[latex]\text{CO}_2\text{RCO}_2\text{RCO}_2\text{R... etc}[/latex]


The word “ester” was coined in 1848 by German chemist Leopold Gmelin, probably as a contraction of the German Essigäther, meaning acetic ether.

Ester names are derived from the parent alcohol and acid. For example, the ester formed by ethanol and ethanoic acid is known as ethyl ethanoate; “ethanol” is reduced to “ethyl,” while “ethanoic acid” is reduced to “ethanoate.” Other examples of ester names include methyl propanoate, from methanol and propanoic acid, and butyl octanoate, from butane and octanoic acid.

Ethyl ethanoate: The name ethyl ethanoate is derived from the components from which it is synthesized: ethanol and ethanoic acid. In this diagram, the red part of the molecule represents the portion formerly attributed to ethanol (minus a H), and the green part of the molecule represents the ethanoic acid portion (minus an OH). Esterification is a form of dehydration synthesis, so the H and OH components are removed as water.

In the case of esters formed from common carboxylic acids, more colloquial terms are sometimes used. For example, ethanoic acid is more commonly known as acetic acid, and thus its esters contain “acetate” instead of “ethanoate” in their names. Other such substitutions include “formate” instead of “methanoate,” “propionate” instead of “propanoate,” and “butyrate” instead of “butanoate.”

The chemical formulas of organic esters are typically written in the format of [latex]\text{RCO}_2\text{R’}[/latex], where [latex]\text{R}[/latex] and [latex]\text{R’}[/latex] are the hydrocarbon parts of the carboxylic acid and alcohol, respectively. For example, butyl acetate, systematically known as ethanoic acid, is derived from butanol and acetic acid and would be written [latex]\text{CH}_3\text{CO}_2\text{C}_4\text{H}_9[/latex]. Alternative presentations are common, including [latex]\text{BuOAc}[/latex] and [latex]\text{CH}_3\text{COOC}_4\text{H}_9[/latex]. Cyclic esters are known as lactones.

Structure and Bonding

Esters contain a carbonyl center, which gives rise to 120 degree [latex]\text{C-C-O}[/latex] and [latex]\text{O-C-O}[/latex] bond angles due to sp2hybridization. Unlike amides, esters are structurally flexible functional groups because rotation about the [latex]\text{C-O-C}[/latex] bonds has a lower energy barrier. Their flexibility and low polarity affects their physical properties on a macroscopic scale; they tend to be less rigid, leading to a lower melting point, and more volatile, leading to a lower boiling point, than the corresponding amides. The [latex]\text{pK}_a[/latex] of the alpha-hydrogens, or the hydrogens attached to the carbon adjacent to the carbonyl, on esters is around 25, making them essentially non-acidic except in the presence of very strong bases.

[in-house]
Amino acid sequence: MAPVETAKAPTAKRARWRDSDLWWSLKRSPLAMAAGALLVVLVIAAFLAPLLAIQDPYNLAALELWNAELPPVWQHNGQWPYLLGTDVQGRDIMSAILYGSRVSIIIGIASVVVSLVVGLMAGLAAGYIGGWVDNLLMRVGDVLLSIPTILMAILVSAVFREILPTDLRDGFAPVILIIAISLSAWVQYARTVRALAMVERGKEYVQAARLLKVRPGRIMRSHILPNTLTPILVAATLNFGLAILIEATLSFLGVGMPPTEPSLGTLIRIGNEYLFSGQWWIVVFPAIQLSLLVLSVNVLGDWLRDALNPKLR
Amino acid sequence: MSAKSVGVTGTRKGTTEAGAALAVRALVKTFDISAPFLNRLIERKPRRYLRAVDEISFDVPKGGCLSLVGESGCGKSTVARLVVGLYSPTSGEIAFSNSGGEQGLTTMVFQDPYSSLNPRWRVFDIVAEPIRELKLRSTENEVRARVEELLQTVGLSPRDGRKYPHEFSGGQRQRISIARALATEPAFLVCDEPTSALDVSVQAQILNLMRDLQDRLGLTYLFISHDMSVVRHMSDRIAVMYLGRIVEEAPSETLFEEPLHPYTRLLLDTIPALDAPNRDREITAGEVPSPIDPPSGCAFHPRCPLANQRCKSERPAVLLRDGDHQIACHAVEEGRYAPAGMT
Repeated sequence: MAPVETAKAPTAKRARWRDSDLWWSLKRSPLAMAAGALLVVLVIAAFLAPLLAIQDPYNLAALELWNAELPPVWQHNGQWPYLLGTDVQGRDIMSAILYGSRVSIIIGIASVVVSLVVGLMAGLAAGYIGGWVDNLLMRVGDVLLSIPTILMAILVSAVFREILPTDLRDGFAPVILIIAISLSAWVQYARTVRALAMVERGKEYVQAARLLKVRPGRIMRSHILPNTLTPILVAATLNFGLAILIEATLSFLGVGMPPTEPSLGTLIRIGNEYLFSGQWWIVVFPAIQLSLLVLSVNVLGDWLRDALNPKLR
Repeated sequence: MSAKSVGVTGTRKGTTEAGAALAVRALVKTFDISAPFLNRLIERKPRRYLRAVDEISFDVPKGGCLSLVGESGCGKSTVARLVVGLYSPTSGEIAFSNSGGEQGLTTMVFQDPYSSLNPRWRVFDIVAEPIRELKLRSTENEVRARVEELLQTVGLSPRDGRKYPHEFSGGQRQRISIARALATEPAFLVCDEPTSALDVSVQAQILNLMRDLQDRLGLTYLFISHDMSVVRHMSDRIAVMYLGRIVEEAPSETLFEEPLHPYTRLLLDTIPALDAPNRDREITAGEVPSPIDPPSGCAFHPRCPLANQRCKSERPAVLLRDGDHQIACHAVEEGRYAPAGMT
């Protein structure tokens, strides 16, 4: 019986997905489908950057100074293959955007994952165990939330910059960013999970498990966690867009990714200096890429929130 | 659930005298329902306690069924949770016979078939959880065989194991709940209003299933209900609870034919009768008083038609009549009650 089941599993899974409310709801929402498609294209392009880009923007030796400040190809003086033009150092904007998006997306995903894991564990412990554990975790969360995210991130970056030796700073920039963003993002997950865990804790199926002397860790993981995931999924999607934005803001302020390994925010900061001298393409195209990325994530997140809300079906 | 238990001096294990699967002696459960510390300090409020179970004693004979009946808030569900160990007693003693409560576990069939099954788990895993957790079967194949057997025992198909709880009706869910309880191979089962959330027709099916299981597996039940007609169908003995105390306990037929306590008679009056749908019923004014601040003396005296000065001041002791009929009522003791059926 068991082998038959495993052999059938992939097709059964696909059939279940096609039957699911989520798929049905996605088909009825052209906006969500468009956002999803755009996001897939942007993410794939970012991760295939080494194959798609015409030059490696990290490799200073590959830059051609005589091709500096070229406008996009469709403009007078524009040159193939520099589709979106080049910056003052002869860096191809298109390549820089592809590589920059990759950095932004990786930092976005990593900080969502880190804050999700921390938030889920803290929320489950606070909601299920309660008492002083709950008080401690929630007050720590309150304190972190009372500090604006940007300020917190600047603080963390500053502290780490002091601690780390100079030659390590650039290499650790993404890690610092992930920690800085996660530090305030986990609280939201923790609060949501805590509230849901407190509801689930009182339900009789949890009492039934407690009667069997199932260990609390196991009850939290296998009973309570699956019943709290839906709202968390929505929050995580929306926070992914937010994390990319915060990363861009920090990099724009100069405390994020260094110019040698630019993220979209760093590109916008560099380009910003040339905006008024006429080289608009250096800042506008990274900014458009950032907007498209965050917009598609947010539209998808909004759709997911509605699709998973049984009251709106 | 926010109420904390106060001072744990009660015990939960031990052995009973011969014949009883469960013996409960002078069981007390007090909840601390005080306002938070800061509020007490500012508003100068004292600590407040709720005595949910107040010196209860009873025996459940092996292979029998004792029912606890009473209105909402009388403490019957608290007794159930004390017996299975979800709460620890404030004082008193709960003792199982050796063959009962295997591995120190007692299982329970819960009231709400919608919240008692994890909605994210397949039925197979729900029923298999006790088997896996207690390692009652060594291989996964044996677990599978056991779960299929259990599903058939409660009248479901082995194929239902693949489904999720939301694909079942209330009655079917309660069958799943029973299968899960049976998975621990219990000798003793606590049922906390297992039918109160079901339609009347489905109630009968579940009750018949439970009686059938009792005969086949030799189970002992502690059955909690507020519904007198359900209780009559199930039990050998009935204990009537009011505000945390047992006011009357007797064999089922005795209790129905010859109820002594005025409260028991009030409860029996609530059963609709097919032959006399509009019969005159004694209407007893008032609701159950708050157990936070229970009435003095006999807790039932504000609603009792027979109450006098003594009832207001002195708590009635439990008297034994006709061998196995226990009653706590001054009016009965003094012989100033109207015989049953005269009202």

Physical Properties and Characterization

Esters are more polar than ethers, but less so than alcohols. They participate in hydrogen bonds as hydrogen bond acceptors, but cannot act as hydrogen bond donors, unlike their parent alcohols and carboxylic acids. This ability to participate in hydrogen bonding confers some water-solubility, depending on the length of the alkyl chains attached. Since they have no hydrogens bonded to oxygens, as alcohols and carboxylic acids do, esters do not self-associate. Consequently, esters are more volatile than carboxylic acids of similar molecular weight.

Characterization and Analysis

Esters are usually identified by gas chromatography, taking advantage of their volatility. IR (infrared) spectra for esters feature an intense, sharp band in the range 1730–1750 cm−1 assigned to [latex]\text{vC=O}[/latex], or vibration of the C=O bond. This peak changes depending on the functional groups attached to the carbonyl. For example, a benzene ring or double bond in conjugation with the carbonyl will bring the wavenumber down to around 30 cm−1.


Esters react with nucleophiles at the carbonyl carbon. The carbonyl is weakly electrophilic, but is attacked by strong nucleophiles such as amines, alkoxides, hydride sources, and organolithium compounds. The carbonyl’s electrophilicity can increase if it is protonated; in acidic media, an ester can be hydrolyzed by water to form a carboxylic acid and an alcohol.

The C-H bonds adjacent to the carbonyl are weakly acidic, but undergo deprotonation with strong bases. This process is the one that usually initiates condensation reactions. The carbonyl oxygen is weakly basic (less so than in amides), but can form adducts with Lewis acids.


Amines are compounds characterized by the presence of a nitrogen atom, a lone pair of electrons, and three substituents.


Identify the general properties of amines


Key Points

  • Due to the lone pair of electrons, amines are basic compounds. The basicity of the compound can be influenced by neighboring atoms, steric bulk, and the solubility of the corresponding cation to be formed.
  • Amine compounds can hydrogen bond, which affords them solubility in water and elevated boiling points.
  • The general structure of an amine is a nitrogen atom with a lone pair of electrons and three substituents. However, the nitrogen may bind to four substituents, leaving a positive charge on the nitrogen atom. These charged species can serve as intermediates for important reactions.

Key Terms